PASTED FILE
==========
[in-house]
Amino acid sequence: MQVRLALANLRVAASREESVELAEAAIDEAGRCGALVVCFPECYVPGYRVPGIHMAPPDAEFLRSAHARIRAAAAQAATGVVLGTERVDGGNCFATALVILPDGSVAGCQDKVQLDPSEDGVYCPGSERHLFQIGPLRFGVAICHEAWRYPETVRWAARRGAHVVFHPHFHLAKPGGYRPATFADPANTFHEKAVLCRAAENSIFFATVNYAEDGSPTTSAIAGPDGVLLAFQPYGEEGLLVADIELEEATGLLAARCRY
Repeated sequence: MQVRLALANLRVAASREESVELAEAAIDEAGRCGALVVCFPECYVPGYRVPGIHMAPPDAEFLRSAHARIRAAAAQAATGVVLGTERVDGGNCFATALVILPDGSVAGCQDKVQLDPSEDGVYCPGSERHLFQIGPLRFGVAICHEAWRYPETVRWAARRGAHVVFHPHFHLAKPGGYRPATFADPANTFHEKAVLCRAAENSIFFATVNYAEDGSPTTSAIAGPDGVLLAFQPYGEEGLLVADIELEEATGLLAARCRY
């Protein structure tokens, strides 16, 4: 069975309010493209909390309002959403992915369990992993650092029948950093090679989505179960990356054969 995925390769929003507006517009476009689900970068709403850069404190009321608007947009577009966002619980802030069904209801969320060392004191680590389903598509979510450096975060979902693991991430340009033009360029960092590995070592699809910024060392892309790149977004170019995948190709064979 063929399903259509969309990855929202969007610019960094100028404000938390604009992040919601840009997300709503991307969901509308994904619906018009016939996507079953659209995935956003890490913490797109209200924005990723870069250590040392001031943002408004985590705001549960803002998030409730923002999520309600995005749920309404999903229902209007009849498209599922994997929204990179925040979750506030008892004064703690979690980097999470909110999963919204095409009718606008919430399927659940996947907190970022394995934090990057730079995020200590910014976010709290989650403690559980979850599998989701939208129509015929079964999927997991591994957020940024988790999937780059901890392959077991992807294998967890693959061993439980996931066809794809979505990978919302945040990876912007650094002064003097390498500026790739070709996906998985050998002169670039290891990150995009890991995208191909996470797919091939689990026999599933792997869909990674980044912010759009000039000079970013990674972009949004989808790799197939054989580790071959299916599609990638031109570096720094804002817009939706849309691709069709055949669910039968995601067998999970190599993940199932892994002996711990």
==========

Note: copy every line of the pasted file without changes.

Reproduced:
[in-house]
Amino acid sequence: MQVRLALANLRVAASREESVELAEAAIDEAGRCGALVVCFPECYVPGYRVPGIHMAPPDAEFLRSAHARIRAAAAQAATGVVLGTERVDGGNCFATALVILPDGSVAGCQDKVQLDPSEDGVYCPGSERHLFQIGPLRFGVAICHEAWRYPETVRWAARRGAHVVFHPHFHLAKPGGYRPATFADPANTFHEKAVLCRAAENSIFFATVNYAEDGSPTTSAIAGPDGVLLAFQPYGEEGLLVADIELEEATGLLAARCRY
Repeated sequence: MQVRLALANLRVAASREESVELAEAAIDEAGRCGALVVCFPECYVPGYRVPGIHMAPPDAEFLRSAHARIRAAAAQAATGVVLGTERVDGGNCFATALVILPDGSVAGCQDKVQLDPSEDGVYCPGSERHLFQIGPLRFGVAICHEAWRYPETVRWAARRGAHVVFHPHFHLAKPGGYRPATFADPANTFHEKAVLCRAAENSIFFATVNYAEDGSPTTSAIAGPDGVLLAFQPYGEEGLLVADIELEEATGLLAARCRY
């Protein structure tokens, strides 16, 4: 069975309010493209909390309002959403992915369990992993650092029948950093090679989505179960990356054969 995925390769929003507006517009476009689900970068709403850069404190009321608007947009577009966002619980802030069904209801969320060392004191680590389903598509979510450096975060979902693991991430340009033009360029960092590995070592699809910024060392892309790149977004170019995948190709064979 063929399903259509969309990855929202969007610019960094100028404000938390604009992040919601840009997300709503991307969901509308994904619906018009016939996507079953659209995935956003890490913490797109209200924005990723870069250590040392001031943002408004985590705001549960803002998030409730923002999520309600995005749920309404999903229902209007009849498209599922994997929204990179925040979750506030008892004064703690979690980097999470909110999963919204095409009718606008919430399927659940996947907190970022394995934090990057730079995020200590910014976010709290989650403690559980979850599998989701939208129509015929079964999927997991591994957020940024988790999937780059901890392959077991992807294998967890693959061993439980996931066809794809979505990978919302945040990876912007650094002064003097390498500026790739070709996906998985050998002169670039290891990150995009890991995208191909996470797919091939689990026999599933792997869909990674980044912010759009000039000079970013990674972009949004989808790799197939054989580790071959299916599609990638031109570096720094804002817009939706849309691709069709055949669910039968995601067998999970190599993940199932892994002996711990």